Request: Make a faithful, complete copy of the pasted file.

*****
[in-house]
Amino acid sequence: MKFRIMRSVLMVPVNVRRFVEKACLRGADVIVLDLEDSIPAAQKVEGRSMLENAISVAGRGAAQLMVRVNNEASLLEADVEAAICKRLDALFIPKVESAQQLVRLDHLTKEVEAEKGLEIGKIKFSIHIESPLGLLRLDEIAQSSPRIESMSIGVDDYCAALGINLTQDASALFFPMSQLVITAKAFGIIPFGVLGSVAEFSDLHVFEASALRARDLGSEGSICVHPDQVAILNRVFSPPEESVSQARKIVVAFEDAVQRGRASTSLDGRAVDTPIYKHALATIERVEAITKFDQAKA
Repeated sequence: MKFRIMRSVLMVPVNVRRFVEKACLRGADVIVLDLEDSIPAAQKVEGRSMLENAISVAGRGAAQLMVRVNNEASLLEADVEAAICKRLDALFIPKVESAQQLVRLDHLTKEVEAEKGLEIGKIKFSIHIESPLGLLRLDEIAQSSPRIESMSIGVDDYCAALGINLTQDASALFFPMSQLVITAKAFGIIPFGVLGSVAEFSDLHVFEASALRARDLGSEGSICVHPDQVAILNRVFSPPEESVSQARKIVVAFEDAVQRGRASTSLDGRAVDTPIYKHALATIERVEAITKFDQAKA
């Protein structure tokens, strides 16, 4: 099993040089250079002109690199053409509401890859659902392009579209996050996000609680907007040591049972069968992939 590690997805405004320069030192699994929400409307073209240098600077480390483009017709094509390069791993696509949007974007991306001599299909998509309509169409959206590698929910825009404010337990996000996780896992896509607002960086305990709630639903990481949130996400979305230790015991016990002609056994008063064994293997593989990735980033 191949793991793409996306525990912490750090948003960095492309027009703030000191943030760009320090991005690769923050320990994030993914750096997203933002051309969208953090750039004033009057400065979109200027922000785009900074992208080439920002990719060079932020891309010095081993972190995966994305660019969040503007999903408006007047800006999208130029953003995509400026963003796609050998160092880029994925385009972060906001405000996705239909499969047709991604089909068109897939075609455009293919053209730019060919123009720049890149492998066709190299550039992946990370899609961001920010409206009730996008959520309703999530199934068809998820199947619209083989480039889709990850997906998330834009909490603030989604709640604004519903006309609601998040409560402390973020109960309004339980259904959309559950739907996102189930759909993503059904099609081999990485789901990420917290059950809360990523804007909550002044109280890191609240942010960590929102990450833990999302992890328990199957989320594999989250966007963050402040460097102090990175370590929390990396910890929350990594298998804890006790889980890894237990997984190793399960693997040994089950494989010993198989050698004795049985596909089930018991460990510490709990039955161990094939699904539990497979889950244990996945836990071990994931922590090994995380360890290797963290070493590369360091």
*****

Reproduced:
[in-house]
Amino acid sequence: MKFRIMRSVLMVPVNVRRFVEKACLRGADVIVLDLEDSIPAAQKVEGRSMLENAISVAGRGAAQLMVRVNNEASLLEADVEAAICKRLDALFIPKVESAQQLVRLDHLTKEVEAEKGLEIGKIKFSIHIESPLGLLRLDEIAQSSPRIESMSIGVDDYCAALGINLTQDASALFFPMSQLVITAKAFGIIPFGVLGSVAEFSDLHVFEASALRARDLGSEGSICVHPDQVAILNRVFSPPEESVSQARKIVVAFEDAVQRGRASTSLDGRAVDTPIYKHALATIERVEAITKFDQAKA
Repeated sequence: MKFRIMRSVLMVPVNVRRFVEKACLRGADVIVLDLEDSIPAAQKVEGRSMLENAISVAGRGAAQLMVRVNNEASLLEADVEAAICKRLDALFIPKVESAQQLVRLDHLTKEVEAEKGLEIGKIKFSIHIESPLGLLRLDEIAQSSPRIESMSIGVDDYCAALGINLTQDASALFFPMSQLVITAKAFGIIPFGVLGSVAEFSDLHVFEASALRARDLGSEGSICVHPDQVAILNRVFSPPEESVSQARKIVVAFEDAVQRGRASTSLDGRAVDTPIYKHALATIERVEAITKFDQAKA
């Protein structure tokens, strides 16, 4: 099993040089250079002109690199053409509401890859659902392009579209996050996000609680907007040591049972069968992939 590690997805405004320069030192699994929400409307073209240098600077480390483009017709094509390069791993696509949007974007991306001599299909998509309509169409959206590698929910825009404010337990996000996780896992896509607002960086305990709630639903990481949130996400979305230790015991016990002609056994008063064994293997593989990735980033 191949793991793409996306525990912490750090948003960095492309027009703030000191943030760009320090991005690769923050320990994030993914750096997203933002051309969208953090750039004033009057400065979109200027922000785009900074992208080439920002990719060079932020891309010095081993972190995966994305660019969040503007999903408006007047800006999208130029953003995509400026963003796609050998160092880029994925385009972060906001405000996705239909499969047709991604089909068109897939075609455009293919053209730019060919123009720049890149492998066709190299550039992946990370899609961001920010409206009730996008959520309703999530199934068809998820199947619209083989480039889709990850997906998330834009909490603030989604709640604004519903006309609601998040409560402390973020109960309004339980259904959309559950739907996102189930759909993503059904099609081999990485789901990420917290059950809360990523804007909550002044109280890191609240942010960590929102990450833990999302992890328990199957989320594999989250966007963050402040460097102090990175370590929390990396910890929350990594298998804890006790889980890894237990997984190793399960693997040994089950494989010993198989050698004795049985596909089930018991460990510490709990039955161990094939699904539990497979889950244990996945836990071990994931922590090994995380360890290797963290070493590369360091």